2011 Uganda Spine Surgery Mission Blog
DAY 3 – August 16th:
The morning began with a trip to the warehouse where tens of thousands of dollars of medical supplies were waiting for us. VeAhavta, a humanitarian organization based out of Toronto, organized and delivered a 40-foot container also containing 200 Kinder Kits, bags of school supplies for our spine patients and children in the village of Putti. We divided up the supplies: two thirds would go to the state run impoverished Mulago hospital and the rest to the Case Hospital for future use by the team and charitable use by the Case medical staff. For all those at VeAhavta we once again thank you for the tremendous effort.
Amy, Jordan and Dr. Lieberman returned to the penalty box to review the x-rays and CTs of yesterday’s patients. Each study was as unique and special as the children themselves. They were tremendous deformities but nothing too intimidating for Dr. Lieberman. Dr L then painstakingly described the expectations and implications of major surgery to these young patients overcoming the language and cultural barriers. It was imperative that both parties be in favour of the decision. Ultimately surgery was planned for five of the children. For the rest we prescribed exercise and annual follow-up, hoping the deformities will not progress to the point that precludes future surgery. Fortunately, everyone left with a wide-eyed grin sporting their new red backpacks with notebooks, pens, and pencils for school. MedWish, an organization based out of Cleveland, who have been wonderful partners for many years now, also donated vitamins and toothbrushes, which will go a long way towards our patients’ general health.
Kirill, Mark, and anesthesiologistsKristoff and Zbigniew were kept busy in the O.R at Mulago. Their patient was a 63 year-old educated man who, 6 weeks early, summer-saulted forward off of his boda-boda (motorcycle) while riding along the country-side. Motorcycle accidents are the commonest cause of spinal cord injury here in Uganda.Two hours after his flip, he was discovered by a lady in the field who found him paralyzed below his shoulders, with his head sunken into his chest. On his instruction, she grabbed his ears and lifted his head back into place then called for help. Kids, do not try this at home! As if this trauma wasn’t enough, he was picked up placed on the back of another boda-boda and “bobbled” along for 2 hours down the cratered roads, with an unstable neck, already paralyzed, to the nearest hospital. It turned out he had dislocated the joint connecting two vertebrae in his neck (a bilateral jumped facet, in medical terminology) and the lady in the field actually “reduced” it to its original position. There was also a small vertebral fracture above the dislocation and damage to the spinal cord lining (a dural tear). Surgery to stabilize his spine and reduce further damage took seven hours. After the surgery it was clearly evident that he would have trouble breathing. Zbigniew, who has a special interest in mechanical ventilation, brought with him a CPAP machine (continuous positive airway pressure breathing device) and applied it to the patient (think of the mechanism as an air hose continuously inflating a tire at the same rate it is losing air through a puncture). We all have no doubt that Zbigniew’s efforts spared this individual further suffering and maybe even saved his life.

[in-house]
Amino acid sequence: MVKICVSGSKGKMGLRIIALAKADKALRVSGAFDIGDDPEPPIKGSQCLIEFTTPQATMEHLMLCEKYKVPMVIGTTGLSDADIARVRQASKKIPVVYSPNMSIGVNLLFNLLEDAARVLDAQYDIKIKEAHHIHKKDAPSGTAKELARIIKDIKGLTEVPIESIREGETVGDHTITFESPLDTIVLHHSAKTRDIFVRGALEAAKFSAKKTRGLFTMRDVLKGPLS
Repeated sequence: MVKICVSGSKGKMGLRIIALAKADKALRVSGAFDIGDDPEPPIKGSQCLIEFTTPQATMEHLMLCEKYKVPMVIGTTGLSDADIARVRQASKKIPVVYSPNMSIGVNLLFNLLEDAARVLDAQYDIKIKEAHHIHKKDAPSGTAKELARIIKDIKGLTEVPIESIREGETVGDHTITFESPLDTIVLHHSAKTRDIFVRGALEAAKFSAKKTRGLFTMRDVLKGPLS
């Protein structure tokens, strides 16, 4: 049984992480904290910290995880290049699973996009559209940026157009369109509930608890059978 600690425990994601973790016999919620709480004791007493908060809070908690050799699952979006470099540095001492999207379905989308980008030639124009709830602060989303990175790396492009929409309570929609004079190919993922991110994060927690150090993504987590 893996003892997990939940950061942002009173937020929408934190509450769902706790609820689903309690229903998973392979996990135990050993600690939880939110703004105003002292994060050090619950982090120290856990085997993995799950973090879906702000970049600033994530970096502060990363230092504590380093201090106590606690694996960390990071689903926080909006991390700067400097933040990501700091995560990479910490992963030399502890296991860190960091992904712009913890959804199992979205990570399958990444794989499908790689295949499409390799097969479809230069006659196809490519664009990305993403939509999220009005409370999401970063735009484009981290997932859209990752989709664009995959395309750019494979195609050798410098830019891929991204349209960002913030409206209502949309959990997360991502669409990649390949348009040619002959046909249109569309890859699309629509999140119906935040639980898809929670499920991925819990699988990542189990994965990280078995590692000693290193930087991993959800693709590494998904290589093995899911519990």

At Case, Selvon and Kris operated on F.M, a 22 year-old male finance student. In 2005 he’d had surgery for congenital scoliosis which at the time he was told would be free of charge. After the surgery, he learned that a different doctor had operated on him and that he owed the equivalent of 2000 USD. His surgery today was a revision procedure, as the poorly-placed instrumentation from 2005 was no longer effective. He was also concerned about returning to his studies but we reassured him that his recovery would take 4-6 weeks. The surgery took 6 hours, which coincided perfectly with the passionfruit-flavoured “6-hour-power” juice that Kris consumed beforehand. F.M. asked many questions about the prevalence of scoliosis in Uganda. In more developed nations, pediatricians and elementary schools screen for abnormal spine growth annually from a young age. When it does occur, measures are taken to prevent extensive curvature. Unfortunately Uganda’s population seems to have missed out on the epidemiology lecture and the incidence is disproportionately high. Even with screening the burden of spinal deformity in Uganda is substantial.
For dinner tonight we went to the all-time favourite Khyber Pass Indian Curry House. The discussion over the flavourful curry dishes was dominated by Arnie, a free-lance reporter from Norway who was interested in learning more about the spine and Torah missions.
Quote of the day:
“I wouldn’t have made it through surgery today without that 6 hours of pure PASSION!” – Kris S, with reference to the energy drink.